III. Facts

A. Relevant Medical Records

The administrative record contains medical records spanning the period from October 2006, R. 356–63, through May 2013, R. 996. The record prior to the alleged onset date of November 11, 2009, indicates that Johnson suffered from periodic, generalized aching and pain associated with her fibromyalgia. Johnson complained of pain in her neck, shoulders, arms, hips, thighs, knees, and shins. R. 335, 338, 372, 374, 382, 463–64, 466, 472–75, 478, 494, 527, 536, 539, 544. Johnson also reported fatigue caused by her fibromyalgia, R. 476, though the record suggests the fatigue may have been caused by medication she took for hypertension, see R. 494– 96, 542, 544.

Johnson’s subjective descriptions of her fibromyalgia symptoms varied. She told Michael Harper, M.D., of the University of Virginia Health System’s (“UVAHS”) Family Medicine Clinic, that her fibromyalgia was day to day, with some aching on most days, but fewer symptoms on others. R. 474, 478. On occasion, Johnson complained of intense pain that prevented her from functioning. R. 335, 374, 463, 474. Physical examination findings during some of those visits and others, however, documented that her fibromyalgia caused generally mild to moderate signs, or was otherwise under control and clinically stable. R. 374, 382, 411, 527, 542, 544. She typically had full range of motion in her neck and both upper and lower extremities. R. 372, 411, 464, 466, 530–31, 544. She did on occasion experience pain upon range of motion in her hips and neck, R. 372, and upon range of motion and adduction above 90 degrees in her shoulders, R. 374, 466, 474. She sometimes exhibited tenderness to palpation at multiple points, including in her left upper extremity, around her chest, and along her back. R. 374, 464, 466, 543.

In August 2008, Johnson was diagnosed with plantar fasciitis in both feet (though more severe in her right foot) after reporting pain that rendered her nearly unable to walk. Dr. Harper recommended exercise and provided her with written material regarding her condition. R. 476. She later reported feeling better after undergoing physical therapy. R. 533. In August 2009, Johnson reported pain in her left foot and ankle resulting from a fall. She could bear weight and ambulate on the affected foot, but complained that this aggravated her pain. Her foot and ankle were tender to palpation but had full range of motion. She was diagnosed with arthritis of the left ankle joint. R. 529–32.

The first medical record following Johnson’s alleged onset date is from a November 13, 2009, visit with Donald L. Kimpel, M.D., at the UVAHS Rheumatology Clinic.[5] In addition to generalized aching from her fibromyalgia, Johnson complained of pain in her lower back and over her left hip. She stated that she walked twice per week and attended physical therapy. Dr. Kimpel offered an injection, which Johnson declined, for left hip pain. R. 738–39.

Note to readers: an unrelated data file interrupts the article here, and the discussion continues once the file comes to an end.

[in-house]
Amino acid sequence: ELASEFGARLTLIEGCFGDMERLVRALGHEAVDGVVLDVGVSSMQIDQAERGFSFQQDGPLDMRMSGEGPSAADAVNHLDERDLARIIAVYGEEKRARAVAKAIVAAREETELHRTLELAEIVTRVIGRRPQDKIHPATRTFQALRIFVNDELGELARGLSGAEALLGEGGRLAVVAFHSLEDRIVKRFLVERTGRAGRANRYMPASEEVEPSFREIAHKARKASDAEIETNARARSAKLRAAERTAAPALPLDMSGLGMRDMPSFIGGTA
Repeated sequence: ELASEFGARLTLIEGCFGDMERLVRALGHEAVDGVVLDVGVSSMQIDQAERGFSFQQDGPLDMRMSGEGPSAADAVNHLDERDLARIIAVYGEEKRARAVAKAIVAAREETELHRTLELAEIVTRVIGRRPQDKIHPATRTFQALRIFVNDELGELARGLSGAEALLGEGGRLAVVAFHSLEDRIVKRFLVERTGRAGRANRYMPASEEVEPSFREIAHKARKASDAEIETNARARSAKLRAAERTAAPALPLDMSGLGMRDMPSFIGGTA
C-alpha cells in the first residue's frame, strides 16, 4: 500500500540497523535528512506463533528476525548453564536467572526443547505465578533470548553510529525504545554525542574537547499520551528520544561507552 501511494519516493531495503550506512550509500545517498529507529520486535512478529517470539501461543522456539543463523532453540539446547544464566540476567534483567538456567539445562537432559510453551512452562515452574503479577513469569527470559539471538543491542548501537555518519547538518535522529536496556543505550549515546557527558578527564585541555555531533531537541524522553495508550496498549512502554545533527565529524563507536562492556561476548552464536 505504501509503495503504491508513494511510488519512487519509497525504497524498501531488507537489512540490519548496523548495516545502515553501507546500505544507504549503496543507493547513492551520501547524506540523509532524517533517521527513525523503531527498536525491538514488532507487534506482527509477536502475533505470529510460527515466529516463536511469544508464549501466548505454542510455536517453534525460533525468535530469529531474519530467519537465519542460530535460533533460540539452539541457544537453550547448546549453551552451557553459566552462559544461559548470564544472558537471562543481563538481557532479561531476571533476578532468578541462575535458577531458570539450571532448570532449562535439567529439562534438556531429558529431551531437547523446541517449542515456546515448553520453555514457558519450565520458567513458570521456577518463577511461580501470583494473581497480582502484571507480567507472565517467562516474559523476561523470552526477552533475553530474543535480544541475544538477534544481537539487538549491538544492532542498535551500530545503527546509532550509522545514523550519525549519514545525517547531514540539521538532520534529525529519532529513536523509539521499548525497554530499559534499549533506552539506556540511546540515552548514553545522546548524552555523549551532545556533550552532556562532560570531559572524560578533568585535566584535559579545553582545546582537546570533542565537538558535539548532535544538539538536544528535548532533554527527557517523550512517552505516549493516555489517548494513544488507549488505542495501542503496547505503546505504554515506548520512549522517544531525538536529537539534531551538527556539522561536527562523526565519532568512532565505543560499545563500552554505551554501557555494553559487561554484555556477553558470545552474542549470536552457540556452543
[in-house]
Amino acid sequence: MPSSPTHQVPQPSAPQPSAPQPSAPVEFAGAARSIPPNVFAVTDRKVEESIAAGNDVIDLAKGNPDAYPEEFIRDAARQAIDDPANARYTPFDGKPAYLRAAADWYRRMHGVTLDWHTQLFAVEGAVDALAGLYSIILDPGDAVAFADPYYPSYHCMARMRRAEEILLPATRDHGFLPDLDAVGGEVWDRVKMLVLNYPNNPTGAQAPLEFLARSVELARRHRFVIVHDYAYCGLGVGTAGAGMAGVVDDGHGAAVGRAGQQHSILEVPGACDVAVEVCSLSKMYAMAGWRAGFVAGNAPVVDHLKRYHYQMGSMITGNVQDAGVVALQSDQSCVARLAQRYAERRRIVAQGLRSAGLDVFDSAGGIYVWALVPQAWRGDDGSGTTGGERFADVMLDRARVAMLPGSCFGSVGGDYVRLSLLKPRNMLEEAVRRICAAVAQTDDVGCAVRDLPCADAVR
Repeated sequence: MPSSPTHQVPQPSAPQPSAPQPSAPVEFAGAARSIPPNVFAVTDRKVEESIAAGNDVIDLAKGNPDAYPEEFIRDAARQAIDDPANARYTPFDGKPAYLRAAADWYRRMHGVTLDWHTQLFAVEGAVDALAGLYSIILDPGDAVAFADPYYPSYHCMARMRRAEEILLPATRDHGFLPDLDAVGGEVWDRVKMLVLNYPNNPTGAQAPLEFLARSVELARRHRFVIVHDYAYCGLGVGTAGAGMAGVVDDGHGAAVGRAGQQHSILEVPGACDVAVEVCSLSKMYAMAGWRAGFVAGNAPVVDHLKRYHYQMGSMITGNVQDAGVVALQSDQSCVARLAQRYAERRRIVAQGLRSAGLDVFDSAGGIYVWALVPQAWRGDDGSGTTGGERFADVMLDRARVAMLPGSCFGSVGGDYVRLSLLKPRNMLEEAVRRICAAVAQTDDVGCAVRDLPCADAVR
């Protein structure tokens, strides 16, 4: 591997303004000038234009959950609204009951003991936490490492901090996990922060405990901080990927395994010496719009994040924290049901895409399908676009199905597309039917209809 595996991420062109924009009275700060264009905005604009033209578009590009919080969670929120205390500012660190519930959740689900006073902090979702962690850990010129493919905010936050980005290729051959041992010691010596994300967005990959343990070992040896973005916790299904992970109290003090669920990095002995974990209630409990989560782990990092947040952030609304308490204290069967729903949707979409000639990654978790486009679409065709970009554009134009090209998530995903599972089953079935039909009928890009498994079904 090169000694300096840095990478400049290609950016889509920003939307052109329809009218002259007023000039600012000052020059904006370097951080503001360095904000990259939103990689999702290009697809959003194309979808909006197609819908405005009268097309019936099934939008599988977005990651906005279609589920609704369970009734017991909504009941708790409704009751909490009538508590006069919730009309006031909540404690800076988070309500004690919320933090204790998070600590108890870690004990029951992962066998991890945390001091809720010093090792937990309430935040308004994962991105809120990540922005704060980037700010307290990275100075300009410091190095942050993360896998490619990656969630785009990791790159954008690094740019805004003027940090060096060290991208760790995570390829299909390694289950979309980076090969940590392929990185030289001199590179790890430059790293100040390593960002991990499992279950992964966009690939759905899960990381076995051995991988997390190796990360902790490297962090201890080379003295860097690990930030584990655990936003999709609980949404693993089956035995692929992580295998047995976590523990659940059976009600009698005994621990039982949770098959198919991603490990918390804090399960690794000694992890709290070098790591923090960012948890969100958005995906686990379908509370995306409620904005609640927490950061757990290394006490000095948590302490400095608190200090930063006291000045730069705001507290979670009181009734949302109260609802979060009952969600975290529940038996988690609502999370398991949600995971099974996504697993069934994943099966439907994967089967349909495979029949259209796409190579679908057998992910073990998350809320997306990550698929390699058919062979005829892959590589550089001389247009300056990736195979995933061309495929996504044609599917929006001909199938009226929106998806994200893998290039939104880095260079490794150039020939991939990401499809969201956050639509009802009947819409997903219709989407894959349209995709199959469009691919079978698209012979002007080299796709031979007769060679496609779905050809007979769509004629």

On November 30, 2009, Johnson reported to Dr. Harper with complaints of worsening pain in her shoulders, neck muscles, hips, and upper thighs. She also indicated some generalized weakness. Physical examination revealed tenderness on paracervical and levator scapulae, rhomboid muscle area, trapezius muscle superior portion, and anterior and lateral thighs bilaterally. Johnson had full range of motion in her neck and shoulders, but had pain on shoulder adduction from 60–90 degrees all the way over her head. Examination of her hips revealed pain on all versions, with some limitation of internal and external rotation. Examination of her knees was within normal limits. Dr. Harper observed that Johnson was teary as she discussed her symptoms. He noted that she was taking Paxil only on an intermittent basis, with no explanation as to why she was not taking it regularly. Dr. Harper expressed concern about the possibility of polymyalgia rheumatica. He increased Johnson’s dosage of Paxil with instructions to take it daily, and he also prescribed a daily dosage of prednisone for her pain. R. 560–61.

Johnson reported back to Dr. Harper on December 28, 2009. She told him that she was taking Paxil regularly and that she had noticed a dramatic improvement in her pain after starting prednisone. Examination revealed only some musculoskeletal discomfort consistent with Johnson’s fibromyalgia. Her gait and cerebellar functions were normal, with no muscle tenderness noted. Dr. Harper concluded that Johnson’s fibromyalgia was clinically stable. R. 604–05.

On February 8, 2010, Johnson reported to Eric Carson, M.D., at the University of Virginia’s McCue Center Clinic. Johnson complained of mild discomfort and pain related to her plantar fasciitis. Examination revealed tenderness over the plantar aspect of her foot and full range of motion. R. 705–06. X-rays of her left hip taken that same day revealed no acute fracture or dislocation, and no significant hip joint space narrowing or osteophyte formation. R. 636. Johnson underwent a hip injection on February 12. R. 633–35. When she reported back to Dr. Carson on March 16, he observed that she had responded extremely well to this procedure. She also told Dr. Carson that she was doing reasonably well and continued to work on light duty restrictions. R. 600. Johnson visited Dr. Carson again on June 15, 2010. She stated that her foot felt reasonably well, but she also complained of localized discomfort over her IT band. Dr. Carson found X-rays of her hip to be unremarkable. He ordered another injection of Johnson’s hip and did not recommend therapy, but noted that therapy would be the next step if the injection did not improve Johnson’s pain. R. 676–77.